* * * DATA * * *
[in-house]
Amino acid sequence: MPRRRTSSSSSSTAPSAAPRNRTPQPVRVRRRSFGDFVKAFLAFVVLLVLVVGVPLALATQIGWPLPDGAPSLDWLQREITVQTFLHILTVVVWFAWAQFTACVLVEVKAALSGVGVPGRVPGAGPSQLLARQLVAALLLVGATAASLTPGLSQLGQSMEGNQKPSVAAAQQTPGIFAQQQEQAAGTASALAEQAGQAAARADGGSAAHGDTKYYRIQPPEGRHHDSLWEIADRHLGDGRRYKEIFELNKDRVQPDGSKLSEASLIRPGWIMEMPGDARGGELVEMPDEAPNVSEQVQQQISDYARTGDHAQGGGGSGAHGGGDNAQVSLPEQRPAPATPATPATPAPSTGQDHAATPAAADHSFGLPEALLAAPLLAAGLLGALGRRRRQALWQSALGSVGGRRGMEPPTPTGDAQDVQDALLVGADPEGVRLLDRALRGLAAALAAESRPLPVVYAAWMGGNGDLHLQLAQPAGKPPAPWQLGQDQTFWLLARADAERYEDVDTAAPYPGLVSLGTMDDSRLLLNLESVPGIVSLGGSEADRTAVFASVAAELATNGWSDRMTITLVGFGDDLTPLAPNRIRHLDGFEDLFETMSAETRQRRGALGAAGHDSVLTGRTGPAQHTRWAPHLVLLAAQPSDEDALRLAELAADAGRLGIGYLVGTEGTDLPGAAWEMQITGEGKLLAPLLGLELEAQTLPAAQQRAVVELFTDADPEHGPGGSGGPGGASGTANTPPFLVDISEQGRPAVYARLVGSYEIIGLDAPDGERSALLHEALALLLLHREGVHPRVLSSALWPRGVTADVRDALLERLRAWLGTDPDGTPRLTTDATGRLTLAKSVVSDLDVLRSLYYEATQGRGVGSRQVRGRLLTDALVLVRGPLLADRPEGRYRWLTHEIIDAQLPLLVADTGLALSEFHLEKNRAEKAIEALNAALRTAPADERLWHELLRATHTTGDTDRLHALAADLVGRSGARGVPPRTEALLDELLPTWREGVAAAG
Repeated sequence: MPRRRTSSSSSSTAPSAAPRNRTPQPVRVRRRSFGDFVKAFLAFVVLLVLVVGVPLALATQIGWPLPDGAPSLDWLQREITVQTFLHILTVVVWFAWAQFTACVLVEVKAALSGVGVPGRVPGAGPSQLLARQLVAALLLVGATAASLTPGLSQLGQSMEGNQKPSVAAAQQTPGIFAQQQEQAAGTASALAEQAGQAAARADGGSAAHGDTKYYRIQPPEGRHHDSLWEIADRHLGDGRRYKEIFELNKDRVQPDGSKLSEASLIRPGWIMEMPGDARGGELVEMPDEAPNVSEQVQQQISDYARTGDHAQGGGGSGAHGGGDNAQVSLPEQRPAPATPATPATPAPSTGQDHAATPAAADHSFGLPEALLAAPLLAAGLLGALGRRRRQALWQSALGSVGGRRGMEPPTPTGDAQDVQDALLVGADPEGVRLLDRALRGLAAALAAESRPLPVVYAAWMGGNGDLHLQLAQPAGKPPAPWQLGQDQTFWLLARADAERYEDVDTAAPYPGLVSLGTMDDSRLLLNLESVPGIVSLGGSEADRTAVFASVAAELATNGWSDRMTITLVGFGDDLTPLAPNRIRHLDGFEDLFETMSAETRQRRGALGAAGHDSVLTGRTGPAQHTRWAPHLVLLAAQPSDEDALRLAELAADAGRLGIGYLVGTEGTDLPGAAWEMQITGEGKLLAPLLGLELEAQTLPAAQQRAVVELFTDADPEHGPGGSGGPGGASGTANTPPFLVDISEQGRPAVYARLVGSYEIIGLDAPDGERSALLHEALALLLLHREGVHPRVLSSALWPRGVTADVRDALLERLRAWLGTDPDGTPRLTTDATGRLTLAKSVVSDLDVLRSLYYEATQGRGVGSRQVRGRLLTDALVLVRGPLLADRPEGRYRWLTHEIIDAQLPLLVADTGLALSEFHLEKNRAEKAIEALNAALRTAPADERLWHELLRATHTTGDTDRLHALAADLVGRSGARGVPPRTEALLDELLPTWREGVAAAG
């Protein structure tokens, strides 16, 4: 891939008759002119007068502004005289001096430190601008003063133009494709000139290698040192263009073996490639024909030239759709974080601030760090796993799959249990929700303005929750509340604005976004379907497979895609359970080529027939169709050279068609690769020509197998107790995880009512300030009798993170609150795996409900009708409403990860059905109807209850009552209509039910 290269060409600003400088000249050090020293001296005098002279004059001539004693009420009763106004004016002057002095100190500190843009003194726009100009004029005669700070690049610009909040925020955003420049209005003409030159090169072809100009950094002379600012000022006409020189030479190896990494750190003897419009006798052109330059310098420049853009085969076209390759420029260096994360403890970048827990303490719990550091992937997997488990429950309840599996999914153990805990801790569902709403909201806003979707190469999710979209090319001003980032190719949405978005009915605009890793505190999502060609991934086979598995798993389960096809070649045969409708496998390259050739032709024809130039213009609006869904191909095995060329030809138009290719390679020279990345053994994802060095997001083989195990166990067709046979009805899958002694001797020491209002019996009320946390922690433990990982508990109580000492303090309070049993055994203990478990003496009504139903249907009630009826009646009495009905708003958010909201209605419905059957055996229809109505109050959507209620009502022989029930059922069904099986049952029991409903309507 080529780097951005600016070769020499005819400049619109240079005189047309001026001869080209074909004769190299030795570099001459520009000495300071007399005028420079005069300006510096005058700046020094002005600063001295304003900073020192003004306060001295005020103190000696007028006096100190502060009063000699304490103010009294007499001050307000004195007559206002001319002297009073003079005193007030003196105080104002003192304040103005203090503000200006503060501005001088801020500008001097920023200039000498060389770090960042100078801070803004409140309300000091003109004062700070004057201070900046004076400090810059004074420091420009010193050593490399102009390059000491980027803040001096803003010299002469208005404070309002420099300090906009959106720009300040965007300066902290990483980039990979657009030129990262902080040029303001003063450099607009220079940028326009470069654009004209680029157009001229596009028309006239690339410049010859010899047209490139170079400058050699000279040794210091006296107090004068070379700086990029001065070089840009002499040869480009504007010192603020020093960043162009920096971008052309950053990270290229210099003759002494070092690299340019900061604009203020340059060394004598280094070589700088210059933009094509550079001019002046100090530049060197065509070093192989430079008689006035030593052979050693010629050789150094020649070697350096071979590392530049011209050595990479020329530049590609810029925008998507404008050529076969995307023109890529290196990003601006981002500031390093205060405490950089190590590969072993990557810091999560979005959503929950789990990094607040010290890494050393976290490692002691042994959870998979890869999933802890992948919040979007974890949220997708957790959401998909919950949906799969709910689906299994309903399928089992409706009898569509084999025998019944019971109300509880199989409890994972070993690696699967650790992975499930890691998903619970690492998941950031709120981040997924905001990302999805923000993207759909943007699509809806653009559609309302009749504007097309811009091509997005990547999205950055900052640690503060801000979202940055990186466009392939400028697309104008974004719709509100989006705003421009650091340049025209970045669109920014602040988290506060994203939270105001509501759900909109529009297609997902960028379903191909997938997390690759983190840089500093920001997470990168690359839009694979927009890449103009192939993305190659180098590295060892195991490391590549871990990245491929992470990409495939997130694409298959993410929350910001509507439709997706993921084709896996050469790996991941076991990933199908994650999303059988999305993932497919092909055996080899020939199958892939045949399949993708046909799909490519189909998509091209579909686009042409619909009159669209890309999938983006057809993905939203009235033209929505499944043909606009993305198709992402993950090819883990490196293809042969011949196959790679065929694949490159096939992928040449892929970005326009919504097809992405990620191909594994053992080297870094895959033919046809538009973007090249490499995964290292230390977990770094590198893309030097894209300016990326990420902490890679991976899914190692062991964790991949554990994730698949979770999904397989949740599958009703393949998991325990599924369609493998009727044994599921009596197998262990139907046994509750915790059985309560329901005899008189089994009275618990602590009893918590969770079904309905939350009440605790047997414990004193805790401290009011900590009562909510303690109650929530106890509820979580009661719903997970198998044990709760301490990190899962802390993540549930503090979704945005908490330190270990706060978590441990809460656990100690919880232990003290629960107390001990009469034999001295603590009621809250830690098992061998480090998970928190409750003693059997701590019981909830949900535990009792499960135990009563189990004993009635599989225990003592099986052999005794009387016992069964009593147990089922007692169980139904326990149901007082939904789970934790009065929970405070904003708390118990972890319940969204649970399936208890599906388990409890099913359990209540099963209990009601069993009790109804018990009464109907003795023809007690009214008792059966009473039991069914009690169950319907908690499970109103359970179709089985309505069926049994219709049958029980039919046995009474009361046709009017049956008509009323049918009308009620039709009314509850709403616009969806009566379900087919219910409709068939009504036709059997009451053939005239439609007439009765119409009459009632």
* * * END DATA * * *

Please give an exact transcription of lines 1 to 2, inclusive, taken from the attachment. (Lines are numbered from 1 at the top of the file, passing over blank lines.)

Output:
[in-house]
Amino acid sequence: MPRRRTSSSSSSTAPSAAPRNRTPQPVRVRRRSFGDFVKAFLAFVVLLVLVVGVPLALATQIGWPLPDGAPSLDWLQREITVQTFLHILTVVVWFAWAQFTACVLVEVKAALSGVGVPGRVPGAGPSQLLARQLVAALLLVGATAASLTPGLSQLGQSMEGNQKPSVAAAQQTPGIFAQQQEQAAGTASALAEQAGQAAARADGGSAAHGDTKYYRIQPPEGRHHDSLWEIADRHLGDGRRYKEIFELNKDRVQPDGSKLSEASLIRPGWIMEMPGDARGGELVEMPDEAPNVSEQVQQQISDYARTGDHAQGGGGSGAHGGGDNAQVSLPEQRPAPATPATPATPAPSTGQDHAATPAAADHSFGLPEALLAAPLLAAGLLGALGRRRRQALWQSALGSVGGRRGMEPPTPTGDAQDVQDALLVGADPEGVRLLDRALRGLAAALAAESRPLPVVYAAWMGGNGDLHLQLAQPAGKPPAPWQLGQDQTFWLLARADAERYEDVDTAAPYPGLVSLGTMDDSRLLLNLESVPGIVSLGGSEADRTAVFASVAAELATNGWSDRMTITLVGFGDDLTPLAPNRIRHLDGFEDLFETMSAETRQRRGALGAAGHDSVLTGRTGPAQHTRWAPHLVLLAAQPSDEDALRLAELAADAGRLGIGYLVGTEGTDLPGAAWEMQITGEGKLLAPLLGLELEAQTLPAAQQRAVVELFTDADPEHGPGGSGGPGGASGTANTPPFLVDISEQGRPAVYARLVGSYEIIGLDAPDGERSALLHEALALLLLHREGVHPRVLSSALWPRGVTADVRDALLERLRAWLGTDPDGTPRLTTDATGRLTLAKSVVSDLDVLRSLYYEATQGRGVGSRQVRGRLLTDALVLVRGPLLADRPEGRYRWLTHEIIDAQLPLLVADTGLALSEFHLEKNRAEKAIEALNAALRTAPADERLWHELLRATHTTGDTDRLHALAADLVGRSGARGVPPRTEALLDELLPTWREGVAAAG